Cuba Extends Tourist Visas from 30 to 90 Days

The government hopes to increase revenue from longer term visitors

Until now, the tourist visa, which is mandatory, allowed a maximum duration of 30 days, which could be extended for one more month. (14ymedio)

The Government is also preparing a citizenship law that takes into account the right to have several nationalities

By 14ymedio

HAVANA TIMES – Beginning November 1, Cuba will grant tourist visas for 90 days, instead of the 30 days in effect before. The announcement was made this Sunday on Twitter by the Minister of Tourism, Juan Carlos García Granda, and now is on official pages.

In his tweet, García Granda also said that the visa will be “extendable only once for the same period,” that is, that tourists will be able to stay in Cuba for a total of 180 days.

Until now, the tourist visa, which is mandatory, allowed a maximum duration of 30 days, which could be extended for one more month, provided that the change was made one week before the visa’s expiration at the nearest Immigration and Aliens Office, including the postponement of the return flight and the payment for accommodation.

The new measure is made public just over a week after the closure of the Medical Tourism and Welfare Fair in Havana, one of whose main claims was the relaunch of the Island as a health destination. Allowing travelers to stay in the country for up to six months would favor this goal.

Just a few days ago, the Cuban Government acknowledged that it will be impossible to meet the tourism goal it had planned. Compared to the two and a half million travelers it had insisted that the Island would receive during 2022, the year will close with 1,710,000 travelers, according to the Minister of Economy, Alejandro Gil Fernández.

It was a featured article, reflecting the tourism data of the first nine months of the year. If by September 1,074,814 international visitors arrived on the Island, between October and December, the remaining 1.4 million would have to arrive to reach the forecast, not taking into account that the high season begins in November. It would have been necessary to triple each of the three months the best data of the year, the 152,480 travelers in July.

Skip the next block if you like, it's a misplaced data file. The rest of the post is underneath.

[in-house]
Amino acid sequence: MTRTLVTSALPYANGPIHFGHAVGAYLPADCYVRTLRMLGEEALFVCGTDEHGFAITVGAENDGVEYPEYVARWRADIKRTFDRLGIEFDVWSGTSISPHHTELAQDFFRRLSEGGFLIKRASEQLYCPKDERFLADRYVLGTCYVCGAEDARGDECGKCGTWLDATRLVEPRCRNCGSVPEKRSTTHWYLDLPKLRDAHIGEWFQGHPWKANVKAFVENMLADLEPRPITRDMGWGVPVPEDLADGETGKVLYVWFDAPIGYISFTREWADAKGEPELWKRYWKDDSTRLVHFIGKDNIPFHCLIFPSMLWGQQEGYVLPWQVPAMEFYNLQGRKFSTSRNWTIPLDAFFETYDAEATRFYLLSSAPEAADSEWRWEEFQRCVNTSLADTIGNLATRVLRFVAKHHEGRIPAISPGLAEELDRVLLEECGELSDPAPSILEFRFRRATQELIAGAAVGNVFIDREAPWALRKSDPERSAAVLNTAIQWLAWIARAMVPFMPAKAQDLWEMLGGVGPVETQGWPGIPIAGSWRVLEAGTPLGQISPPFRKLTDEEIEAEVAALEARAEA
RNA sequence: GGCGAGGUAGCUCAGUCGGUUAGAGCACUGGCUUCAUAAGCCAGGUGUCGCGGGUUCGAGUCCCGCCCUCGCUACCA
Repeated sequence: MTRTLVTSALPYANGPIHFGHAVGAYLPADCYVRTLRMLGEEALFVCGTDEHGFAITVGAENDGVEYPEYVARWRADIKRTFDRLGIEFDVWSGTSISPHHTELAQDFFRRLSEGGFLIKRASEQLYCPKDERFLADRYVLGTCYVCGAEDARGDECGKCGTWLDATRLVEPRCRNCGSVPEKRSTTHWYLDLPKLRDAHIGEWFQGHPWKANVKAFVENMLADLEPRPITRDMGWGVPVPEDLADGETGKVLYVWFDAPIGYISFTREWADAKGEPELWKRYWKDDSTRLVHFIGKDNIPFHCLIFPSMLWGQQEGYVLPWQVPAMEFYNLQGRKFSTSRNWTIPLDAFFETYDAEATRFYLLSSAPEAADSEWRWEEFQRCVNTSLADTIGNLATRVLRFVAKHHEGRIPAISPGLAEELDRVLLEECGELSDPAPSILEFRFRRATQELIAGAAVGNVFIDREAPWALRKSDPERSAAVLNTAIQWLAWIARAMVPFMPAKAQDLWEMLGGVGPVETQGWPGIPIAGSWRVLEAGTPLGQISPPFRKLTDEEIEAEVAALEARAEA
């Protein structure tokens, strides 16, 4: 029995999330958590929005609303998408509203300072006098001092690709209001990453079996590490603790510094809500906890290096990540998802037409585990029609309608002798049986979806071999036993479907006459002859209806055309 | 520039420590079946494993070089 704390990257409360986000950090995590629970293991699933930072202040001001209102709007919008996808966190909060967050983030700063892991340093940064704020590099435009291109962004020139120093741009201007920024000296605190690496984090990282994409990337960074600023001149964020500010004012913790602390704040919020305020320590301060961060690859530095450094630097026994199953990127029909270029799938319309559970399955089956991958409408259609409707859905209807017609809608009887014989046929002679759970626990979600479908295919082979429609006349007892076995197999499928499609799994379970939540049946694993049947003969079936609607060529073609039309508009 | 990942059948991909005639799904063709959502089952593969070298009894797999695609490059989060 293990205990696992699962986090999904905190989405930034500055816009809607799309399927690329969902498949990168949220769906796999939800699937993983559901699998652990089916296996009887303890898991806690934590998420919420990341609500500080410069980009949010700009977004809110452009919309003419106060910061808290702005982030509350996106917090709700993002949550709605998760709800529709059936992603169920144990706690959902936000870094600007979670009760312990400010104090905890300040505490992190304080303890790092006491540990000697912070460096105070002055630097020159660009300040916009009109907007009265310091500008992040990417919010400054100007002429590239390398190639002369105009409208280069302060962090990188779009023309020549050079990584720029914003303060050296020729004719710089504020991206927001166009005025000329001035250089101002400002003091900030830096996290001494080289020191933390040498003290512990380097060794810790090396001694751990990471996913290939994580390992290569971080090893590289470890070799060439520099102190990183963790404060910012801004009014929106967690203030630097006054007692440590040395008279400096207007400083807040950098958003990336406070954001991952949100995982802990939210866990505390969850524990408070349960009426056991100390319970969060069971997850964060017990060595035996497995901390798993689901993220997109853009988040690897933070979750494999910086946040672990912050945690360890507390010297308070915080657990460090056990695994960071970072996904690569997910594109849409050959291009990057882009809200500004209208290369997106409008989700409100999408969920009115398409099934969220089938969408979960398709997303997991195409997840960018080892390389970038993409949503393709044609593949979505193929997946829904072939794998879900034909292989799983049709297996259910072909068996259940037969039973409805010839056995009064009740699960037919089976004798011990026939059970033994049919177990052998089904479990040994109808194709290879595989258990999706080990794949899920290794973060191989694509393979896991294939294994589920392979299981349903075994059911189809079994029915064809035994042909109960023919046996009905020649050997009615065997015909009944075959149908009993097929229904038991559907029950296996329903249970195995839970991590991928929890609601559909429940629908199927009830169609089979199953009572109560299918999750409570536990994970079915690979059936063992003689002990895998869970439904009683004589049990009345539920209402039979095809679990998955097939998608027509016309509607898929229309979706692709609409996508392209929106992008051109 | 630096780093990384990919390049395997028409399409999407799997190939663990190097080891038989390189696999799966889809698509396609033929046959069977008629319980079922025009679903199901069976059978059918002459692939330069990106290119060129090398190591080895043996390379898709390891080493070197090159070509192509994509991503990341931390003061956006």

Also, the director of Consular Affairs and Attention to Cubans Living Abroad of the Foreign Ministry of Cuba, Ernesto Soberón, announced on Sunday that the Government is preparing a “citizenship law” that “works to promote relations with emigrants.”

The official recalled, according to official media, that the 2019 Constitution allows more nationalities apart from the Cuban one but said that this “needs legislation.”

Soberón, who held a meeting with Cubans living in Uruguay, recognized that “the current migratory flow has demographic impacts in a nation with low birth rates.”

In addition, he announced that “for the next legislature of the Parliament, draft laws on passports and foreigners must also be approved.” The official assures that other measures are “under study” on issues of interest to emigrants, including the streamlining of procedures and their participation in socioeconomic development, since the number of Cubans living abroad interested in investing in their country is growing.”

The minister did not provide any data to confirm this alleged desire in the current circumstances of deep crisis and in the absence of solid legal guarantees in favor of private investment.

Translated by Regina Anavy for Translating Cuba


Read more from Cuba here on Havana Times

3 thoughts on “Cuba Extends Tourist Visas from 30 to 90 Days